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How To Add an Electrical Outlet from an Existing Outlet

Electrical Outlet 12

Adding an electrical outlet from an existing one is a common home improvement task that can provide additional convenience and functionality. Whether you want to add an outlet in a room that doesn’t have one or need more outlets to accommodate your growing number of electrical appliances, this guide will provide you with a step-by-step process on how to safely and effectively add an electrical outlet from an existing one.


Adding an electrical outlet from an existing one involves turning off the power, removing the existing outlet, preparing and feeding the new cable through the wall, cutting an opening for the new outlet and fishing the cable to the new location. Then, rewire the existing outlet, wire the new outlet, and install it. Test the new outlet to ensure it’s functioning correctly. Always ensure to take safety precautions and use the correct tools. If you are unsure, hire a professional electrician.

Safety Precautions

Before we dive into the process, it’s essential to understand the safety precautions you need to take when dealing with electricity. These precautions will help prevent electrical fires, shocks, and other hazards:

  • Turn off the power: Locate your home’s main service panel and turn off the power to the circuit you will be working on.
  • Test the outlet: Use a voltage tester to ensure that the power is off before starting any work.
  • Use proper tools and protective gear: Always wear safety glasses and gloves while working on electrical outlets to protect your eyes and hands from electric shock.

Tools and Materials Needed

To add an electrical outlet from an existing one, you will need the following tools and materials:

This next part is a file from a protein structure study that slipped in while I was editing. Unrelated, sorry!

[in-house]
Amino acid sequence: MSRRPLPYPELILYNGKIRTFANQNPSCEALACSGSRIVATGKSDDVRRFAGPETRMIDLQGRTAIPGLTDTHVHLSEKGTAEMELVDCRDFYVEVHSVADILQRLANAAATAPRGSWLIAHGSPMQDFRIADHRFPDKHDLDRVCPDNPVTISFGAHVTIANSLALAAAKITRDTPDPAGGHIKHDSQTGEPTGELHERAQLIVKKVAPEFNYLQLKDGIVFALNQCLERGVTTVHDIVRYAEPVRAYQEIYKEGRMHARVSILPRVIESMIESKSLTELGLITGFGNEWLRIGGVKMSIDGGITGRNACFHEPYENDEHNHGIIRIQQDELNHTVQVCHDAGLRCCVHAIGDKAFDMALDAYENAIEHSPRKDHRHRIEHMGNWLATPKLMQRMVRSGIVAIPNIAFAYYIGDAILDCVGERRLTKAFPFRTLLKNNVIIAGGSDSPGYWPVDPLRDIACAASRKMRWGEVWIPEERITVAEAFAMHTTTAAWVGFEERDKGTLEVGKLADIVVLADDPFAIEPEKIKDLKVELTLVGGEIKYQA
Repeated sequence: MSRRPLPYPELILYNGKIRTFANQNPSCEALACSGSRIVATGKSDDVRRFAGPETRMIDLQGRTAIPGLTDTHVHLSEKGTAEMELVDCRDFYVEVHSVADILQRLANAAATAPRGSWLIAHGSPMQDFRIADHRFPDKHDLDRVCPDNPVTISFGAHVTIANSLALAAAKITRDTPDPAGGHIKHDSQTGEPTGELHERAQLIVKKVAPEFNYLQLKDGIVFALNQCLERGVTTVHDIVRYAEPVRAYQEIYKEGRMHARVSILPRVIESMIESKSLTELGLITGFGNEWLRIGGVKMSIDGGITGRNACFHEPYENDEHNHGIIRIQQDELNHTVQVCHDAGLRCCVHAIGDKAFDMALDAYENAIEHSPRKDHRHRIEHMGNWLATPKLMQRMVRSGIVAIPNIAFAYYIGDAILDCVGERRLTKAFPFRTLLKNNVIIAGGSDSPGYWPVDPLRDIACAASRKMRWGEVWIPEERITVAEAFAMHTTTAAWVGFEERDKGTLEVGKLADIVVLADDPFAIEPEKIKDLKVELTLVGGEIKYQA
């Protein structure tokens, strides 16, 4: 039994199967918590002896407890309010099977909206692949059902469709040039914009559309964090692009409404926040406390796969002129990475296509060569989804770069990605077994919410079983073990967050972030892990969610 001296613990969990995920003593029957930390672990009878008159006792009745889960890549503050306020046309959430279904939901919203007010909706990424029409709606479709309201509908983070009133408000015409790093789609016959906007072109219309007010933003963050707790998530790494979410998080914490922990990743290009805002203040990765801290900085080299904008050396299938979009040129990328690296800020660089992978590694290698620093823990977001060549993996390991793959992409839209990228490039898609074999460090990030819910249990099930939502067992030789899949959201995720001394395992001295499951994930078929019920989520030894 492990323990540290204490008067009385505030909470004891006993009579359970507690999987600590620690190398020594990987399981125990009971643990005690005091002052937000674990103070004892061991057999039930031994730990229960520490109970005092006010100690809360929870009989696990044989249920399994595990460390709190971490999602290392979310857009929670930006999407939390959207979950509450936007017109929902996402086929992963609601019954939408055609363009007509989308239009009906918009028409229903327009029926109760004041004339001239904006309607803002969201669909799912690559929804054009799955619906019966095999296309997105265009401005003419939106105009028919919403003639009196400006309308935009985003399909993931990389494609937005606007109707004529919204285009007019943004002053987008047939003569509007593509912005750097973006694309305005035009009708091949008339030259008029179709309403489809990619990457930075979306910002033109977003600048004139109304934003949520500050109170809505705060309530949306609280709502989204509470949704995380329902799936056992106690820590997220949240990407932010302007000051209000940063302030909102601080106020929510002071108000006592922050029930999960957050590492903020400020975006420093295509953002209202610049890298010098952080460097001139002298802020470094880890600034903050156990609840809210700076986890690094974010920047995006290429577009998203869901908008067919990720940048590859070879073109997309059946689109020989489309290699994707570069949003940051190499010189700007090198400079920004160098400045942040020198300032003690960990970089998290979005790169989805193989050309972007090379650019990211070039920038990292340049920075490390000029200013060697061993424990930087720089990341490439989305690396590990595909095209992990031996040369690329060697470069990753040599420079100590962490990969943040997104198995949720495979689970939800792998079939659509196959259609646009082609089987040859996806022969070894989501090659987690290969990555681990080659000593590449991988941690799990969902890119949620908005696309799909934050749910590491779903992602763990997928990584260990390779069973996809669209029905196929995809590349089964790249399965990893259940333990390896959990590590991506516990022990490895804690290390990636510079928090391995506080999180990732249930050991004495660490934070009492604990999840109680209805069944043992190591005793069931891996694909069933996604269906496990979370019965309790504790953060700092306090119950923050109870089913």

• Hammer
  • Tape measure
  • Laser level
  • Flathead screwdriver
  • Phillips screwdriver
  • Voltmeter
  • Fish tape
  • Flashlight
  • Wire cutters
  • Linesman pliers

Step-by-Step Guide

Now that we’ve covered the safety precautions and the tools you’ll need, let’s discuss the actual process of adding an electrical outlet from an existing one.

Step 1: Turn off the Power

Always start by turning off the power at the circuit panel. Test the existing outlet with a voltage tester to confirm that the power is indeed off.

Step 2: Remove the Existing Outlet

Unscrew the existing outlet cover plate and carefully pull the outlet away from the wall. Let it hang to one side.

Step 3: Prepare the New Cable

Punch out one of the knock-outs at the back of the existing outlet box with a screwdriver. Feed the new electrical cable through the opening, sending enough wire through the wall to reach the new outlet plus an extra foot of wire.

Step 4: Cut the Opening for the New Outlet

Mark the opening for the new box on the drywall and cut it out with a drywall saw. Be cautious not to cut any wires behind the wall.

Step 5: Fish the Cable to the New Location